Top Ten: Greatest Nintendo Peripherals

A look back at some of the greatest add-ons and peripherals to ever grace Nintendo systems.

By Kyle England. Posted 08/27/2013 10:00 3 Comments     ShareThis

1. WaveBird Wireless Controller – GameCube – 2002

Besides rumble, there’s another feature of modern controllers that we have taken for granted– the fact that they’re wireless. Not such a short time ago, game controllers were still tethered to a box via cords that stretched across the room. Sure, many third parties had developed wireless controllers in the past, but they were mostly unreliable or of shoddy quality. In 2002, Nintendo released a first party controller that would cut the cord forever: the WaveBird for GameCube.

In the past, wireless controllers mostly used infrared technology, similar to a television remote. These sensors were limited in range and required a user to constantly maintain a direct line of sight with the receiver on the console– making them unresponsive and restrictive. However, by the time the GameCube was released, radio frequency (RF) technology had become inexpensive enough to seamlessly implement it into a gaming controller, which is exactly what Nintendo did with the creation of the WaveBird. The controller uses RF channels to send inputs to the console, which means the range is incredible and no direct line of sight is required.

The GameCube controller by itself is still one of the best controllers Nintendo has ever made. It fits perfectly to the hand, and the unique design makes all the buttons very accessible. The WaveBird preserved this design and added wireless functionality. Sadly, the rumble feature had to be dropped, but wireless gameplay more than makes up for it. The range on the WaveBird is awesome, and in some conditions it can go up to 70 feet or more. Nintendo also had the foresight to allow the controller to use up to 16 different radio channels to sync up with consoles. You just turn the dial and you’re good to go. That’s something even modern consoles can’t claim, because you have to synchronize all your wireless remotes beforehand.

Once again, Nintendo set the standard for controllers. After GameCube, all future consoles would have wireless first party controllers right out of the box. WaveBird even remained useful past the lifespan of GameCube with several Wii games, and its wireless nature made it perfectly complement Wii (The release of Super Smash Bros. Brawl actually made the demand for WaveBird skyrocket back in 2008). The GameCube controller was already amazing, but WaveBird truly made it shine. Thus– due to its usefulness, its lasting value, and its impact on gaming– I deem the WaveBird controller for GameCube to be the greatest Nintendo peripheral.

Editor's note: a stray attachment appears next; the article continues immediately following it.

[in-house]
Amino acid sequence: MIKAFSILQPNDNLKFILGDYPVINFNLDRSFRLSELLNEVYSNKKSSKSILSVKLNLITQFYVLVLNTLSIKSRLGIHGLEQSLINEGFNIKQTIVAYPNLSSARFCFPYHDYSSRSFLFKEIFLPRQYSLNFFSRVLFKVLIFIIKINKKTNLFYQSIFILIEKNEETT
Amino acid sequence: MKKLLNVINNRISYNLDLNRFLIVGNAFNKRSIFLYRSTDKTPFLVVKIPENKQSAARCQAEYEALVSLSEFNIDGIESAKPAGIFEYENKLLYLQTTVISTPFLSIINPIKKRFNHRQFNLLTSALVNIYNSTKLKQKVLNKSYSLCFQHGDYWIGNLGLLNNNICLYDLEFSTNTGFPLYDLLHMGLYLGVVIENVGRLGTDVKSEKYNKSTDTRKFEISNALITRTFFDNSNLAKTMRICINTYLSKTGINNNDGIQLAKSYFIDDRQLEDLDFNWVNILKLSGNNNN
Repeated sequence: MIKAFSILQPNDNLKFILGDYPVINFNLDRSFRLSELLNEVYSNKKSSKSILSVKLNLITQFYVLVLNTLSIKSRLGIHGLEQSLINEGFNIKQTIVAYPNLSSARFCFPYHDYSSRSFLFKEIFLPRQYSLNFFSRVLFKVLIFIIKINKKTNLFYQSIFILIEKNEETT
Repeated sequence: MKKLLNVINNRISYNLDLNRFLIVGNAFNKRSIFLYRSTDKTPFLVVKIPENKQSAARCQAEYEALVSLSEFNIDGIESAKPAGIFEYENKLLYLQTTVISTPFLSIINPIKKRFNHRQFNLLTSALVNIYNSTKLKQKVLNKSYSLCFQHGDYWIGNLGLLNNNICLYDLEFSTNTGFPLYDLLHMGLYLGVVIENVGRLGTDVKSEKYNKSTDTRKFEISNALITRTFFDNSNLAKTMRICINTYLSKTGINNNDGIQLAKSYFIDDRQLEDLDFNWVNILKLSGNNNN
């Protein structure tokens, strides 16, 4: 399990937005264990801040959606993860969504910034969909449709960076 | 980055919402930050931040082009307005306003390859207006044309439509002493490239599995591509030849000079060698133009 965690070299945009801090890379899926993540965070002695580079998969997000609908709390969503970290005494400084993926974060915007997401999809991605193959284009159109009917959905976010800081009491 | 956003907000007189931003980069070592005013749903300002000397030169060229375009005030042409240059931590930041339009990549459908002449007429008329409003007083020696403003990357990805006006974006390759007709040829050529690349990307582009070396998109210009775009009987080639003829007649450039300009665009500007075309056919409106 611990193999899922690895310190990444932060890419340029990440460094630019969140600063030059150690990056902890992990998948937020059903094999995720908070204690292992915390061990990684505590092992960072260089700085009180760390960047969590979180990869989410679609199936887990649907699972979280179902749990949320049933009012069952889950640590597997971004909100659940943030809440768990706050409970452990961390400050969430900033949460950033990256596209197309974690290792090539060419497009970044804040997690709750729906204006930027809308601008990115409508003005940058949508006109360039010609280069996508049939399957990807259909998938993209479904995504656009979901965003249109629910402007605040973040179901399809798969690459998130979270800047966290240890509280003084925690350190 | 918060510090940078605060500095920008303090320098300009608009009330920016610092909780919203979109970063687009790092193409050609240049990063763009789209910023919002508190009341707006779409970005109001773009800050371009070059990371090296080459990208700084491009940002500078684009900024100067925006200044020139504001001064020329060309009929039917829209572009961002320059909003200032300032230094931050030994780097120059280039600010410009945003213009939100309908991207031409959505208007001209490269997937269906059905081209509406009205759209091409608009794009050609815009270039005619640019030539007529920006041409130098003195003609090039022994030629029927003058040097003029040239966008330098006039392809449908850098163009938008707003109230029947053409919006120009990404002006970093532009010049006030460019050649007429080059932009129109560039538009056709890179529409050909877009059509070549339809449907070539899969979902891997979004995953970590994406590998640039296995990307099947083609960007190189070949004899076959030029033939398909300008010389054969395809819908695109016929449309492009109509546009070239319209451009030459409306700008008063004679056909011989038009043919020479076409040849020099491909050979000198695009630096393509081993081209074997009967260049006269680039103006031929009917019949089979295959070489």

Some other interesting peripherals worth mentioning

  • The Game Genie & GameShark
  • GameCube Bongo Controller
  • SNES Super Scope
  • GameCube Microphone
  • Nintendo DS Guitar Hero add-on
  • Wii Wheel

So, that does it for some of the best doodads, add-ons, and other physical devices to ever come to Nintendo systems. Were some of your favorites featured? Do you still link up with your buddies with a Game Link Cable? As always, let us know in those comments, below. Stay fit, everyone!

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3 Responses to “Top Ten: Greatest Nintendo Peripherals”

  • 1558 points
    penduin says...

    Technical nitpick: The NES Zapper doesn’t need a curved CRT, just a sufficiently bright and fast (fast being the sticking point with modern TVs) display. Pull the trigger and the screen goes black, with a bright box covering one “hit” zone, for one 60th of a second per on-screen target. Some games let you aim at a light bulb and win, if it wasn’t checking for dark during the surrounding frames.

    The Super Scope was even crazier; its hit or miss mechanism was actually based on the timing of when individual pixels were being lit on the screen within that 1/60th of a second timeslice. (Notice how no Super Scope game ever used very dark colors?)

    We might someday build a plasma or LCD bright and fast enough to work with the Zapper, but the Super Scope has almost no chance. :^)

  • 702 points
    Matthew Tidman says...

    I’m kind of sad that the power pad for NES didn’t make the list even as an honorable mention. I remember hours spent playing World Class Track Meet with that thing and trying to figure out how long I could jump off the mat before jumping back on to get insane scores. Of course, it always ended up being me and my sister kneeling next to the mat slapping the run buttons as fast as we could… Good times.

    Also, where were the good peripherals for SNES. I honestly can’t think of any besides the Super Game Boy.

  • 267 points
    decoupage says...

    The rumble pak was great for one reason… The video tape that Nintendo Power sent in the mail advertising Star Fox 64 and the rumble pak.

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